Promised legislation to make Canada’s national railways more accountable to shippers wasn’t mentioned in either the federal throne speech or budget, Saskatchewan MP Ralph Goodale says.
“The fact they didn’t, raises a little bit of suspicion here that maybe they are playing a stalling game for the railways,” Goodale said.
Goodale, the deputy leader of the Liberal party, said he hopes the Conservatives haven’t forgotten their pre-election commitment. “I just want an unequivocal commitment that they are going to bring forward the necessary legislation,” he said. “I want it done before the end of this year and there’s absolutely no reason why that couldn’t happen very fast.”
Farmers and other rail users were jubilant March 18 when the federal government announced it would introduce legislation to give shippers the right to a service level agreement with the railways, including penalties for poor performance.
Goodale said when he asked the government about it last week, new Transport Minister Denis Lebel didn’t appear to understand the issue.
“The report (on rail service) was done in October, they published it in January, they committed to it in March and it’s now June so let’s get the show on the road or we’ll wait three years just standing around,” Goodale said.
The government started reviewing all railway service – not just for grain – in 2008. The panel it appointed made a number of recommendations to encourage the railways to develop commercial relationships with shippers, including the following four, which the government said it will implement:
Railways should provide 10 days’ advance notice of service changes.
Railways and stakeholders should negotiate service agreements.
A fair, timely and cost-effective commercial dispute resolution mechanism should be developed.
Supply chain performance should be monitored through enhanced bilateral performance reporting between shippers and railways, and through public performance reporting.
The panel recommended the government initiate a six-month facilitation process for shippers and the railways to develop service level agreements.
If agreements aren’t made, then the government can legislate them, the panel said.
The government said it will introduce a facilitation process to develop a template service agreement. However, shippers will have the right to an agreement, including an arbitration process to establish an agreement, should commercial negotiations fail.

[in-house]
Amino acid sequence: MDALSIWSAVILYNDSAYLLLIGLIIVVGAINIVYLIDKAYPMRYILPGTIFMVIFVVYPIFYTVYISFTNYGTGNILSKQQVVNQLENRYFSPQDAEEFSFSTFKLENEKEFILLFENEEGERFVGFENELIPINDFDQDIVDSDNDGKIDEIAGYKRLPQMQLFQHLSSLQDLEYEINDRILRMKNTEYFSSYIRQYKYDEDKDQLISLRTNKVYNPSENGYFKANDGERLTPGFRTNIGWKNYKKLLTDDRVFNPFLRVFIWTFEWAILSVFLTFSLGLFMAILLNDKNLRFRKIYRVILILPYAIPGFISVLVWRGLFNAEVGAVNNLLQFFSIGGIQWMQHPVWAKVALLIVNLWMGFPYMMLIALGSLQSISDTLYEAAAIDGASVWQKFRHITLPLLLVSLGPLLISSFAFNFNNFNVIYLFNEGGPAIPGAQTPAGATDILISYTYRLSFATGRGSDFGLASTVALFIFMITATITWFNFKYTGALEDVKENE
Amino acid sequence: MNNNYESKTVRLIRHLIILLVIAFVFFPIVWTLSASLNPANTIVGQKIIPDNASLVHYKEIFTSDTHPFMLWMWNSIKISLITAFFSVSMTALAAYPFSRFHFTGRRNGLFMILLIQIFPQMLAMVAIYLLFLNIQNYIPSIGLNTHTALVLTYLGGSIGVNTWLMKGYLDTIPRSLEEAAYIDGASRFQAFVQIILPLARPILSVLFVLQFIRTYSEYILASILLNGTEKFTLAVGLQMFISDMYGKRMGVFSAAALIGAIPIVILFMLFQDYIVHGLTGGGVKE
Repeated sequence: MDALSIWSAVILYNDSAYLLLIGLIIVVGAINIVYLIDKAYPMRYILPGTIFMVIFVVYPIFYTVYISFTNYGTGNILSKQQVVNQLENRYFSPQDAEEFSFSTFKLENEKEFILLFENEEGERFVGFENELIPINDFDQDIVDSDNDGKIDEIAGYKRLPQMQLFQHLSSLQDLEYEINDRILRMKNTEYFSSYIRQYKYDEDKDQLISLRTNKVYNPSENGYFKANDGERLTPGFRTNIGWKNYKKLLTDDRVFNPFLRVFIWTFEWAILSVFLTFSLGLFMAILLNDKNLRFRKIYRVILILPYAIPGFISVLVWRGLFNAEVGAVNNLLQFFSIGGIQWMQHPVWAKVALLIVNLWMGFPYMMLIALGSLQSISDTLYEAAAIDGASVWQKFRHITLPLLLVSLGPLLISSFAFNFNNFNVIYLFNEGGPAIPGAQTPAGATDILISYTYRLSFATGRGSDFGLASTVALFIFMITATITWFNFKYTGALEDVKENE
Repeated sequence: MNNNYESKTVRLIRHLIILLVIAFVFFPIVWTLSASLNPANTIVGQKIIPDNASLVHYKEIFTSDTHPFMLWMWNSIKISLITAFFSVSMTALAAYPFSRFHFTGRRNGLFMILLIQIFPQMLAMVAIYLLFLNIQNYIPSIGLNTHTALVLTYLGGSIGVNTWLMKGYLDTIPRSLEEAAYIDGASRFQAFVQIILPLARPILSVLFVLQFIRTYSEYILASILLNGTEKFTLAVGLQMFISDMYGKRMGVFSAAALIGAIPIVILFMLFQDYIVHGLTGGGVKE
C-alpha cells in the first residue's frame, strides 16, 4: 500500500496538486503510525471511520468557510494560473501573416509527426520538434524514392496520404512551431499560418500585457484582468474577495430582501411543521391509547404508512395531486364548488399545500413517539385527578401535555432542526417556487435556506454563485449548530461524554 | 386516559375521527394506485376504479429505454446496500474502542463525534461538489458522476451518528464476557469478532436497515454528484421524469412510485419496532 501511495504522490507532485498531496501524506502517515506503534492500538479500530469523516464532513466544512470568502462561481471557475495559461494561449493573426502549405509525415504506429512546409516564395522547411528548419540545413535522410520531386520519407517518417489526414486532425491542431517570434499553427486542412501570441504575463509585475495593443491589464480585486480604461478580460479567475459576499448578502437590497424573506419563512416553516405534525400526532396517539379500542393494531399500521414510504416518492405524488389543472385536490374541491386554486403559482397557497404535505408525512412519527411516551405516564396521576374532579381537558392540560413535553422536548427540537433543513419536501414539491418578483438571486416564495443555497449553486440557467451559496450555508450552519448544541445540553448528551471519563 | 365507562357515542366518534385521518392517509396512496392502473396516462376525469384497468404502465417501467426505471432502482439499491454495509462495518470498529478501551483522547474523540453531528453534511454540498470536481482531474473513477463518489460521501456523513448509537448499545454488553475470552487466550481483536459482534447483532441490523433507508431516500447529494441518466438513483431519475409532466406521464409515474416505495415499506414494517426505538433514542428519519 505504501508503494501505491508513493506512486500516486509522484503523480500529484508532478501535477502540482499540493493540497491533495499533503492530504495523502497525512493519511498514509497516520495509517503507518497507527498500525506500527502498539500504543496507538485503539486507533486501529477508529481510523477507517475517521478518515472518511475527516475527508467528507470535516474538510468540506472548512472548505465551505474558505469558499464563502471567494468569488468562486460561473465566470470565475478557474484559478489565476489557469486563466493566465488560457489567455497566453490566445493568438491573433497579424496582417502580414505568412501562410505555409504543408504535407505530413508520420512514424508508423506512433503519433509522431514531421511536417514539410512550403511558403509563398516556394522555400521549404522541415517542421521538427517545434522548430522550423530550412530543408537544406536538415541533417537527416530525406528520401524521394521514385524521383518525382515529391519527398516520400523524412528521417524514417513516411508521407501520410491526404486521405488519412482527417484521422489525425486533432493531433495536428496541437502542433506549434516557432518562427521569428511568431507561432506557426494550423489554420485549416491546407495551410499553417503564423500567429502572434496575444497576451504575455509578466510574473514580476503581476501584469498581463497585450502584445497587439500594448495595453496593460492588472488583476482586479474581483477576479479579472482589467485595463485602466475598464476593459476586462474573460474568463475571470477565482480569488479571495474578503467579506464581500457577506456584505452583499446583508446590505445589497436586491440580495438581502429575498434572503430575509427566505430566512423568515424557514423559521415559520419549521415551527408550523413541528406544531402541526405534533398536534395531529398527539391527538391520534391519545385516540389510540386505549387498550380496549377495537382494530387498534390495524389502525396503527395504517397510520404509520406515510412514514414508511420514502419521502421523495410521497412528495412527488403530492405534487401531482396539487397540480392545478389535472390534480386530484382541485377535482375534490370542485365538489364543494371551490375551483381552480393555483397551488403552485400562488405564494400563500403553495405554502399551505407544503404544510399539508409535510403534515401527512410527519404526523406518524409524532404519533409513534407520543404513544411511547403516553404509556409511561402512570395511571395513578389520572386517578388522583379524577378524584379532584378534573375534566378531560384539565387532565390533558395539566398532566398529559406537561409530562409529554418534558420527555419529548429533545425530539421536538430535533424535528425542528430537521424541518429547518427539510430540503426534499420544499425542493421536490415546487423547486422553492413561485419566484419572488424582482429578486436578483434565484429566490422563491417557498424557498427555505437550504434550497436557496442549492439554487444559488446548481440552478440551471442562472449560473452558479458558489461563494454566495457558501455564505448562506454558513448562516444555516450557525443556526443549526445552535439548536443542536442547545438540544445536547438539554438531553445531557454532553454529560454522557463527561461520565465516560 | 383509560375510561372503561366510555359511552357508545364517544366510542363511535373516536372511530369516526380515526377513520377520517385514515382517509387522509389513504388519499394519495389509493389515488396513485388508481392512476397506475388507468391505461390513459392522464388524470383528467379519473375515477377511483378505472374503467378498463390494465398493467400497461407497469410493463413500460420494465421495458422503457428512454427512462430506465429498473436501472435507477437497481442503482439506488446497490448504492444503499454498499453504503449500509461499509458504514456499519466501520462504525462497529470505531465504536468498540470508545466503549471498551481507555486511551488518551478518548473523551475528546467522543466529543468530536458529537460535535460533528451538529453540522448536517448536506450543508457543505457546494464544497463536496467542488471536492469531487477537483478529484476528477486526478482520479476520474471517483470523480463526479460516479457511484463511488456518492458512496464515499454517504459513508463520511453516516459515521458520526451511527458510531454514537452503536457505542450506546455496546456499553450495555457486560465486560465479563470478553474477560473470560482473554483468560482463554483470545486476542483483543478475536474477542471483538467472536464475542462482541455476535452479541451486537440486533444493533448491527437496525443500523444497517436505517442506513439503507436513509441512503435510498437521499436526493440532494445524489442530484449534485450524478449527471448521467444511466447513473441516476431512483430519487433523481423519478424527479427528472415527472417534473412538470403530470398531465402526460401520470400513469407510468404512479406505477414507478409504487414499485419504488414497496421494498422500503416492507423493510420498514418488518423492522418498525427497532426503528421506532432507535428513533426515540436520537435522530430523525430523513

“What we’re to do with the legislation is to have a backstop for making sure a negotiated settlement contract is actually achieved,” Bob Merrifield former minister of state for transport said in an interview March 18. “The hope is the bill is never even needed.”
Farmers and grain companies have long said they need such agreements to “re-balance” the dominant market power held by the railways. The railways have promised to improve, but shippers say legislation is necessary in case they don’t.
Greg Cherewyk, executive director of Pulse Canada says it’s important to maintain momentum on the proposed legislation.
“It’s very significant that the legislation spells out what the core elements shall be so they are part of the negotiation,” he said.
Transport Canada has indicated it will hire a facilitator this summer and that will mark the start of the six-month process to develop a template railway service level template, Cherewyk said last week.
Transport Canada was unavailable to comment by press time.
Getting the legislation in place quickly is even more important with the Canadian Wheat Board (CWB) scheduled to lose its marketing monopoly Aug. 1, 2012, he added. The CWB plays a major role in getting wheat and barley from country elevators to export position.
“You cannot look at the wheat board without looking at logistics,” Cherewyk said. “From our perspective that’s even more incentive to ensure that we maintain the momentum that we have on creating that predictable environment around rail freight because things are going to change dramatically across the entire system.” [email protected]
– GREG CHEREWYK